Galatians 6:1-5 ESV
Bear One Another’s Burdens
“Brothers, if anyone is caught in any transgression, you who are spiritual should restore him in a spirit of gentleness. Keep watch on yourself, lest you too be tempted. Bear one another’s burdens, and so fulfill the law of Christ. For if anyone thinks he is something, when he is nothing, he deceives himself. But let each one test his own work, and then his reason to boast will be in himself alone and not in his neighbour. For each will have to bear his own load.”
The Amplified Bible articulates these same verses this way: “Brethren, if any person is overtaken in misconduct or sin of any sort, you who are spiritual [who are responsive to and controlled by the Spirit] should set him right and restore and reinstate him, without any sense of superiority and with all gentleness, keeping an attentive eye on yourself, lest you should be tempted also. Bear (endure, carry) one another’s burdens and troublesome moral faults, and in this way fulfill and observe perfectly the law of Christ (the Messiah) and complete what is lacking [in your obedience to it]. For if any person thinks himself to be somebody [too important to condescend to shoulder another’s load] when he is nobody [of superiority except in his own estimation], he deceives and deludes and cheats himself. But let every person carefully scrutinize and examine and test his own conduct and his own work. He can then have the personal satisfaction and joy of doing something commendable [in itself alone] without [resorting to] boastful comparison with his neighbour. For every person will have to bear (be equal to understanding and calmly receive) his own [little] load [of oppressive faults].”
Of course, this is the Apostle Paul speaking, an eye witness to the resurrected Christ (1 Corinthians 15:8).
We humans are a fickle lot. Part of our fleshly nature is to compare ourselves with others, note where and how we are different from those with whom we observe. We make judgements all the time about others based on the mannerisms and what we see in others. We are quick to observe faults in others but slow to see the same faults in ourselves. I think that most of us, myself included, do these things most times without even really thinking about it. It’s like it just happens naturally. I’m pretty sure that is why Jesus and the rest of God’s Word spends so much time in warning us about our process of making decisions.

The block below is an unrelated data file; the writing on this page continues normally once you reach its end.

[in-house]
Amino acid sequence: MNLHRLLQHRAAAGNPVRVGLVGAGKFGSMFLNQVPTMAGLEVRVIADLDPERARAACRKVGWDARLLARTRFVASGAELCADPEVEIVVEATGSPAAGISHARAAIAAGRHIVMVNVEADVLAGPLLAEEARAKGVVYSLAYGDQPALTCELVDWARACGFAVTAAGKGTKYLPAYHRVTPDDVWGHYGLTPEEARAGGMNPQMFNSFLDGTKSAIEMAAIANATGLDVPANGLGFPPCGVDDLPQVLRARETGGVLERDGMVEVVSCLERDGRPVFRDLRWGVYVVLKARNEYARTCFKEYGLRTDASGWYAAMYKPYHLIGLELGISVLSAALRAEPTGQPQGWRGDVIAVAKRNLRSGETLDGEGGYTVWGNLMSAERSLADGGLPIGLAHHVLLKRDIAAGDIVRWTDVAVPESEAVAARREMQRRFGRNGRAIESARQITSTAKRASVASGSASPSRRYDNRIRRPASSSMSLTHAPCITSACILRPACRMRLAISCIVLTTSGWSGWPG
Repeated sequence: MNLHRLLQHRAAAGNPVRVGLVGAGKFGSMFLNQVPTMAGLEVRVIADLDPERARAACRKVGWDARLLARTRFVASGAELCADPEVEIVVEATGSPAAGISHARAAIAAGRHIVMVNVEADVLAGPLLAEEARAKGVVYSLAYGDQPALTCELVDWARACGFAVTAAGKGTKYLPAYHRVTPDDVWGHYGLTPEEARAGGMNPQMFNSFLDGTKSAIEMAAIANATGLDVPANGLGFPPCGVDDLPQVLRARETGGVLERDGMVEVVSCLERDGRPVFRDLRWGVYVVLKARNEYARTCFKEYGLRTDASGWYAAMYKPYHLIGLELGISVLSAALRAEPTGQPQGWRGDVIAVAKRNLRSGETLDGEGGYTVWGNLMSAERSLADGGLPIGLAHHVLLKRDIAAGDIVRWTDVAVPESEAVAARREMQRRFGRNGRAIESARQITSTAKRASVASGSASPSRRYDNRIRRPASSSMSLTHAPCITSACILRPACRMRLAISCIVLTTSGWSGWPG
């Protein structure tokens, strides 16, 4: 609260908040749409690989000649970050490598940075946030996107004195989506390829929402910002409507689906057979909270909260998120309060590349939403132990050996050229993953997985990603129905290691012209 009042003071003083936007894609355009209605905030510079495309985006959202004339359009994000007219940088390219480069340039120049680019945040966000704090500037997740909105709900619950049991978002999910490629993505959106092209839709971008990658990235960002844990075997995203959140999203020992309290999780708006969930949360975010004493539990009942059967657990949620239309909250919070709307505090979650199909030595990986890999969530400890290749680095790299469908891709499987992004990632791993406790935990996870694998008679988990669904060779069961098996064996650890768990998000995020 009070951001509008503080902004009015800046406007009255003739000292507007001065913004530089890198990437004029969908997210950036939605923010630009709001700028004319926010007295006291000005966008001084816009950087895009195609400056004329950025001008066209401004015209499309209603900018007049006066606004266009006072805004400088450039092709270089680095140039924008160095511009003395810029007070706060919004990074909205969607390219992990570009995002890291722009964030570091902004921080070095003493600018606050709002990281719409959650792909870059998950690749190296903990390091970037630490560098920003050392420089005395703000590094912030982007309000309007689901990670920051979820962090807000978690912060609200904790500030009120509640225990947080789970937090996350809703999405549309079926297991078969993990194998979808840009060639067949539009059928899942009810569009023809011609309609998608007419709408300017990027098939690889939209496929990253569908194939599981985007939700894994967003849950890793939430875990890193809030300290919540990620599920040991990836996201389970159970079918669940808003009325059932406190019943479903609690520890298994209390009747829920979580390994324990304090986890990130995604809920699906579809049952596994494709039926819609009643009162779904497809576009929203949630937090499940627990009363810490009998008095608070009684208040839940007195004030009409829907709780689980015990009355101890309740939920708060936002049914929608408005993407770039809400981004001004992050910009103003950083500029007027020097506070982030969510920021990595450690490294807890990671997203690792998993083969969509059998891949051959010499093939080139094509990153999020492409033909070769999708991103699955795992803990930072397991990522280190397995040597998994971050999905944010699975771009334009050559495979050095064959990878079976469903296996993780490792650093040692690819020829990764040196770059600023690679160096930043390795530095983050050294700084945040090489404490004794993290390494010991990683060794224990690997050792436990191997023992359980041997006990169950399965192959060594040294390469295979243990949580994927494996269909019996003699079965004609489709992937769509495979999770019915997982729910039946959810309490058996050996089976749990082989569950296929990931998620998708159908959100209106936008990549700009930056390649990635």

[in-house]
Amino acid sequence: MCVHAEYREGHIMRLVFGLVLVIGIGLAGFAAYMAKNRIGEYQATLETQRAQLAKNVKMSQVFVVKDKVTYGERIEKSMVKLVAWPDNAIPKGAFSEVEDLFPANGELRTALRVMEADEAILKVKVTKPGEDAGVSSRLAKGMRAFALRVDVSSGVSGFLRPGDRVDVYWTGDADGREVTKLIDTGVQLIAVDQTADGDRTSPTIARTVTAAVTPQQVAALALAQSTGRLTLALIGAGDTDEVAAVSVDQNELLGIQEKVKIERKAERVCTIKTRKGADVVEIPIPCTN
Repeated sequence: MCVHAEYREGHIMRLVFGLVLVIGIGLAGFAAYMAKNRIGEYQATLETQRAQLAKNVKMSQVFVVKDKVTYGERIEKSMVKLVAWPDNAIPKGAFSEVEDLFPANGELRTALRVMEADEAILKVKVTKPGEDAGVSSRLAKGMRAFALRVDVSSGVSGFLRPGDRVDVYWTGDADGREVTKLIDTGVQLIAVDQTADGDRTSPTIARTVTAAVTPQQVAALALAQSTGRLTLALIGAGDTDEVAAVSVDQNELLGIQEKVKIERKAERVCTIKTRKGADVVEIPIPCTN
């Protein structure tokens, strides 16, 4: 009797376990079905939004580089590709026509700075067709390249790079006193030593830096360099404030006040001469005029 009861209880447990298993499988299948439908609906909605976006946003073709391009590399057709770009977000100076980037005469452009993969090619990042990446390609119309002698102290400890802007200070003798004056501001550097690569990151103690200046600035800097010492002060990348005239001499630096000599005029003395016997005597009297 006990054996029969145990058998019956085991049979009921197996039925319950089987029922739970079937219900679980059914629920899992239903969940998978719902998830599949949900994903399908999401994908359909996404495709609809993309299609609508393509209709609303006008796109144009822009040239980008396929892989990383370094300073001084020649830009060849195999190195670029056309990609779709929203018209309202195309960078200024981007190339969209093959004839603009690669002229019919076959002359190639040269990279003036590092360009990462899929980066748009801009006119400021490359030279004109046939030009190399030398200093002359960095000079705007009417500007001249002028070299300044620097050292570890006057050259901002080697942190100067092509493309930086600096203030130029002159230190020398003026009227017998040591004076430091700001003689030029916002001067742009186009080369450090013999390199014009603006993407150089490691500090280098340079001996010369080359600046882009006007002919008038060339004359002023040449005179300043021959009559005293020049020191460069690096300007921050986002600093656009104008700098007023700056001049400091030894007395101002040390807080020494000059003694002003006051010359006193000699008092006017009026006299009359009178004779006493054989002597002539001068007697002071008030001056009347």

Of course, when God looks at us and others, He does not base his understanding on our mannerisms and what we outwardly exhibit, He looks at our hearts. And if we are to have the mind and heart of Christ, then we too must learn to be mindful of what God knows that we do not know.
When we read some of the Epistles of Paul, be it to the Corinthians or the Galatians as an example, it is relatively easy to say to ourselves how immature these early Christians were and how we easily understand what Paul is trying to impress upon them. But the errors of performance approval, commonly referred to as legalizers or those under the Law within the Scriptures, can take many forms. We nod our heads in agreement when Paul states that circumcision in itself, whether you are or are not, means nothing unless our hearts have been circumcised (Galatians 6:15).
Sometimes I am ashamed of the judgements that I make, of the thoughts that come into this mind of mine. How quick I am to invoke my superiority when viewing the outward ministering of others. This happened to me this last Sunday as I watched and listened to our Pastor deliver his sermon. Too simplistic I thought, until I saw the tears in his eyes. I have a lot to learn.
“Restore in a spirit of gentleness“, being mindful that we too can so easily be waylaid. “Bear one another’s burdens” being mindful that we too are not exempt from our own faults. When we think of ourselves as “something” when in fact we are “nothing”, we miss the whole point of God’s grace, of God’s forgiveness, of God’s mercy.
“For each will have to bear his own load“. The load of our own transgressions are there for a reason, because we, like those with whom we gaze upon, are one and the same. Remember the parable that Jesus gave us about the servant who was forgiven by his master for that which he could not repay (Matthew 18:21-35)?
Galatians 6:10 NIV: “Therefore, as we have opportunity, let us do good to all people, especially to those who belong to the family of believers.”
Kind of puts a different spin on the “restoring” aspect of the first verse of Galatians 6:1 doesn’t it?
Worthy is the Lamb! Blessings!